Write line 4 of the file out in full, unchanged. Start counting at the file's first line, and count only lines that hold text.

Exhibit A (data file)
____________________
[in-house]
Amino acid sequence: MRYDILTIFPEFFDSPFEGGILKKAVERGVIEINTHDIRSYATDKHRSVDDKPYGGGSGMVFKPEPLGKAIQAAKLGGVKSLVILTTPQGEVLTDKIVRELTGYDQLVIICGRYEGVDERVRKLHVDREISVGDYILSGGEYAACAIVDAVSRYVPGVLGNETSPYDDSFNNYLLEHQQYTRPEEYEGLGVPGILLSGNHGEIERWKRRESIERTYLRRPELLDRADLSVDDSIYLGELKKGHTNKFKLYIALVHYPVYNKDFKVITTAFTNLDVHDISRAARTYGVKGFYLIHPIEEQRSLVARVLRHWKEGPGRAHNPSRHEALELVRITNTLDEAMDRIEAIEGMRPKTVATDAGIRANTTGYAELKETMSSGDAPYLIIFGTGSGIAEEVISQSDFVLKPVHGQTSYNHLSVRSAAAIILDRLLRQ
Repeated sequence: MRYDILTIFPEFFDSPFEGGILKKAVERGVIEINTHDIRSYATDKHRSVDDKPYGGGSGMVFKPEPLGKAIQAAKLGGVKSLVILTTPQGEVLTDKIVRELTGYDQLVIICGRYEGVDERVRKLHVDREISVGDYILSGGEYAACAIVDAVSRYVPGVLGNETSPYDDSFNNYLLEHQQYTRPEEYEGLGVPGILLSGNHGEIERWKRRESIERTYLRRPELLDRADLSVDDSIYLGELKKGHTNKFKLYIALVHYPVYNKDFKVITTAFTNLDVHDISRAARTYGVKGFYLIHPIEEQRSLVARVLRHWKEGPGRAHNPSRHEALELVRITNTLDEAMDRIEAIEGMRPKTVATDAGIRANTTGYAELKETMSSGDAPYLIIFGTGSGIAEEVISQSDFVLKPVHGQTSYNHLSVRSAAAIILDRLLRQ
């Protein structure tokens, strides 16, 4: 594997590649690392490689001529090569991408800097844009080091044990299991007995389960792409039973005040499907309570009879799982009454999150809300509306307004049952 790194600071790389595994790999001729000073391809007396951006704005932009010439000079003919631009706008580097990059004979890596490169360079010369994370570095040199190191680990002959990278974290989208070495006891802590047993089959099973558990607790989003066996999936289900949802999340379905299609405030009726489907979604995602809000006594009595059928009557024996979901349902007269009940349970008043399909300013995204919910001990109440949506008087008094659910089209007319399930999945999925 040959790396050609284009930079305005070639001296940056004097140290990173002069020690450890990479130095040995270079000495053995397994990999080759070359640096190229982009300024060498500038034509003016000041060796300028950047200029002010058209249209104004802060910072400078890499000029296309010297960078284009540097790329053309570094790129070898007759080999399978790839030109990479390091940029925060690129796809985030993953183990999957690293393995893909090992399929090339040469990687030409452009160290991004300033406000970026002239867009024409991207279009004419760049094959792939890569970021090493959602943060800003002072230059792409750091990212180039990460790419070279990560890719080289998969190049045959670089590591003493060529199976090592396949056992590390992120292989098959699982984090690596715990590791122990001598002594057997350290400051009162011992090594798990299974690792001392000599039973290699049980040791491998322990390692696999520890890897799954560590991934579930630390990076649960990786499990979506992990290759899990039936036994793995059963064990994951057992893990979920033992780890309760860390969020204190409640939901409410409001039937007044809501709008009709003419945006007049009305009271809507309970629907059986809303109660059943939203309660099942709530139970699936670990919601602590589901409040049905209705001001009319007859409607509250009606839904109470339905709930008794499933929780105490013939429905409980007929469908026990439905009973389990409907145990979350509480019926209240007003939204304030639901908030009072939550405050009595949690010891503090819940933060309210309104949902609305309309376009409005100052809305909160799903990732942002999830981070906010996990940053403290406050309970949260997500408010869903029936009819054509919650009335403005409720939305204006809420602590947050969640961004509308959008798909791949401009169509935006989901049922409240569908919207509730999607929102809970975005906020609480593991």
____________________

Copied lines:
């Protein structure tokens, strides 16, 4: 594997590649690392490689001529090569991408800097844009080091044990299991007995389960792409039973005040499907309570009879799982009454999150809300509306307004049952 790194600071790389595994790999001729000073391809007396951006704005932009010439000079003919631009706008580097990059004979890596490169360079010369994370570095040199190191680990002959990278974290989208070495006891802590047993089959099973558990607790989003066996999936289900949802999340379905299609405030009726489907979604995602809000006594009595059928009557024996979901349902007269009940349970008043399909300013995204919910001990109440949506008087008094659910089209007319399930999945999925 040959790396050609284009930079305005070639001296940056004097140290990173002069020690450890990479130095040995270079000495053995397994990999080759070359640096190229982009300024060498500038034509003016000041060796300028950047200029002010058209249209104004802060910072400078890499000029296309010297960078284009540097790329053309570094790129070898007759080999399978790839030109990479390091940029925060690129796809985030993953183990999957690293393995893909090992399929090339040469990687030409452009160290991004300033406000970026002239867009024409991207279009004419760049094959792939890569970021090493959602943060800003002072230059792409750091990212180039990460790419070279990560890719080289998969190049045959670089590591003493060529199976090592396949056992590390992120292989098959699982984090690596715990590791122990001598002594057997350290400051009162011992090594798990299974690792001392000599039973290699049980040791491998322990390692696999520890890897799954560590991934579930630390990076649960990786499990979506992990290759899990039936036994793995059963064990994951057992893990979920033992780890309760860390969020204190409640939901409410409001039937007044809501709008009709003419945006007049009305009271809507309970629907059986809303109660059943939203309660099942709530139970699936670990919601602590589901409040049905209705001001009319007859409607509250009606839904109470339905709930008794499933929780105490013939429905409980007929469908026990439905009973389990409907145990979350509480019926209240007003939204304030639901908030009072939550405050009595949690010891503090819940933060309210309104949902609305309309376009409005100052809305909160799903990732942002999830981070906010996990940053403290406050309970949260997500408010869903029936009819054509919650009335403005409720939305204006809420602590947050969640961004509308959008798909791949401009169509935006989901049922409240569908919207509730999607929102809970975005906020609480593991």